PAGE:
Click on elements of the model or select from the tabs below
Oasis Spring, Cape York
Oasis Spring is a permanent bauxite spring in Weipa Plateau supported by an aquifer overlying, but separate to, the Great Artesian Basin. Weipa Plateau is a remnant of the extensive, deeply weathered western coastal plains of Cape York Peninsula. This plateau is an estimated 50 km wide with slight elevation of up to 15 m near the coast, rising to 70 m in the east. The gently rolling hills of the plateau are dissected by discontinuous drainage and deep incisions that have been carved out by major rivers such as the Archer and Wenlock Rivers.
Based on information collected during a drilling program conducted by, the following sequence of geological layers near Oasis Spring is consistent with the broader geological profile of the Weipa Plateau.
Groundwater discharge can occur where a permeable geological layer (e.g. Bulimba Formation) overlies a less permeable layer (e.g. Rolling Downs Group). At this site plasmic zone (b) is composed of well-compacted clay that acts to slow or prevent vertical groundwater flow. Given sufficient rainfall and recharge, this can result in groundwater accumulating above the clay and flowing laterally until it is discharged to the surface (e.g. Oasis Spring). In addition, groundwater may accumulate on less permeable kaolinite in other geological layers (e.g. mottled zone) and flow laterally until it is discharged to the surface or able to continue vertical movement.
Oasis Spring occurs in a 240-metre arc at approximately 40 metre elevation near the contact between the Bulimba Formation and underlying the less permeable plasmic zone of the Rolling Downs Group. A relatively deep perennial gully incises the spring head at approximately its centre point and this becomes the main spring watercourse (Oasis Creek). Oasis Spring coalesces into a main stream approximately 100 metres downstream of the spring head. Oasis Creek flows into Nimrod Creek which then joins the Wenlock River in its freshwater, non-tidal reaches. In addition to the clear running streams, permanently saturated ground exists in parts of the springs eastern flank. Oasis Spring features strong perennial flow at the spring head and downstream for 800 metres even during the peak of the dry season. In 2008 permanent flow into Nimrod Creek was observed until August, although this flow slowly declined as the dry season progressed.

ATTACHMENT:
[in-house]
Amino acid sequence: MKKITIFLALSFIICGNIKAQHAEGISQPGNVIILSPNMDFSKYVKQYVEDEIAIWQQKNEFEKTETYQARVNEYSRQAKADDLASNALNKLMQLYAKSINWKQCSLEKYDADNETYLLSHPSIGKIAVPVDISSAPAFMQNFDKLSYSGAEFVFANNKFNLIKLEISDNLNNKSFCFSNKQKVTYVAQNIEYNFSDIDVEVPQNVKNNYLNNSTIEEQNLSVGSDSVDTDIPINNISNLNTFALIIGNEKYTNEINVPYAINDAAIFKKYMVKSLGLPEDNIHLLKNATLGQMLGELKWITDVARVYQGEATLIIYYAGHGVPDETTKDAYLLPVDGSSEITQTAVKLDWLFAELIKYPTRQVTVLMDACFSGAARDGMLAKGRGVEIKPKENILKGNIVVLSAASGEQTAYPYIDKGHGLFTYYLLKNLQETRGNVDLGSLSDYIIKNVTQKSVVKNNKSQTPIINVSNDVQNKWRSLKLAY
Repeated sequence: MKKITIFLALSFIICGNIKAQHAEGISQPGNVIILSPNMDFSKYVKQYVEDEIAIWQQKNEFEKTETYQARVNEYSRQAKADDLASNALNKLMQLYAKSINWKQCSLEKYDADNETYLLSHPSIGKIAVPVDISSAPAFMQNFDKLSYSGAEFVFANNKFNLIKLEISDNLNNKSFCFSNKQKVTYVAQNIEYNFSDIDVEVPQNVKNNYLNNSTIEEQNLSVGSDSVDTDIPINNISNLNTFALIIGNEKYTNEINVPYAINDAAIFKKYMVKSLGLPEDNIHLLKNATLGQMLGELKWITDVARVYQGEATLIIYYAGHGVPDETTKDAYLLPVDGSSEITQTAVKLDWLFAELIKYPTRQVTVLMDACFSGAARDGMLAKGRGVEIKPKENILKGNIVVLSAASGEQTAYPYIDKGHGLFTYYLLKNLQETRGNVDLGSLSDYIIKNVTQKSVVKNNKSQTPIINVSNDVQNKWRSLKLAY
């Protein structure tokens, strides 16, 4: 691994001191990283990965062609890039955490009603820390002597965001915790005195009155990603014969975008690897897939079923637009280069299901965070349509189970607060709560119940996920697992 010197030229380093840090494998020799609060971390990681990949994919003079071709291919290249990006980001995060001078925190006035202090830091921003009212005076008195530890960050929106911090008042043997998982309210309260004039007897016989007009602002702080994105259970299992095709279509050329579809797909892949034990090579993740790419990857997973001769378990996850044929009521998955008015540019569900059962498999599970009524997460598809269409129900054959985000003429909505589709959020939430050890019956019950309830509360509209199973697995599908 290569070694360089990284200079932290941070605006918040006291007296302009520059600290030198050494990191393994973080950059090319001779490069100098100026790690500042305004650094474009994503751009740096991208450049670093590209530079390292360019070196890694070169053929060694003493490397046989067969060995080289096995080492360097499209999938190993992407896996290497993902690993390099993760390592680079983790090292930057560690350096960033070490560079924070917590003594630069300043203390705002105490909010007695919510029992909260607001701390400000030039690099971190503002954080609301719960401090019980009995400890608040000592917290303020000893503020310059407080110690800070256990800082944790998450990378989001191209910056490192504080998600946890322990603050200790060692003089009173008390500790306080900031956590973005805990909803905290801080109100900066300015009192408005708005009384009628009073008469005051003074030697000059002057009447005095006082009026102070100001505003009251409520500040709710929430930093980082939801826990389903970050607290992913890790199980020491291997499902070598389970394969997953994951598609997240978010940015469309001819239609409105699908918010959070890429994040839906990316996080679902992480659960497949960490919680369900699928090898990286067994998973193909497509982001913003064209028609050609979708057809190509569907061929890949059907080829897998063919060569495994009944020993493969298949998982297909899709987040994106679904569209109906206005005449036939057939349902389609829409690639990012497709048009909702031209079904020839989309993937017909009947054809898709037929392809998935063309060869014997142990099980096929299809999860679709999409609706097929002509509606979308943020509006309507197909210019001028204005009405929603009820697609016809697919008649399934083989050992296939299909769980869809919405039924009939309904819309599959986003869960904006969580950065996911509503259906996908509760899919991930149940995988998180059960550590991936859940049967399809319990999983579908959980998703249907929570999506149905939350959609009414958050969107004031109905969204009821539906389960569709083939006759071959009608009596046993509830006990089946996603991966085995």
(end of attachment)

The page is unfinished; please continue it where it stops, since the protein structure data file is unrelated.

Lyon and Franklin (2009) have indicated that the water draining from the springs is acidic with an observed pH of 3.8 at the point of discharge and noted that the pH of the groundwater decreases with increasing distance from the spring. A number of factors have been identified that may contribute to spring acidity including rainfall acidity, chemical weathering, plant activity, decay of vegetation, termite activity, bacteria activity and fungi activity. Recent research supports the contribution of anerobic microbial degradation to groundwater chemistry. In addition, isotopic values at the spring suggest groundwater has meteoric origins, representing a mix of rainfall events.
Last updated: 10 April 2017
This page should be cited as:
Oasis Spring, WetlandInfo 2017, Queensland Government, Queensland, viewed 17 May 2018, .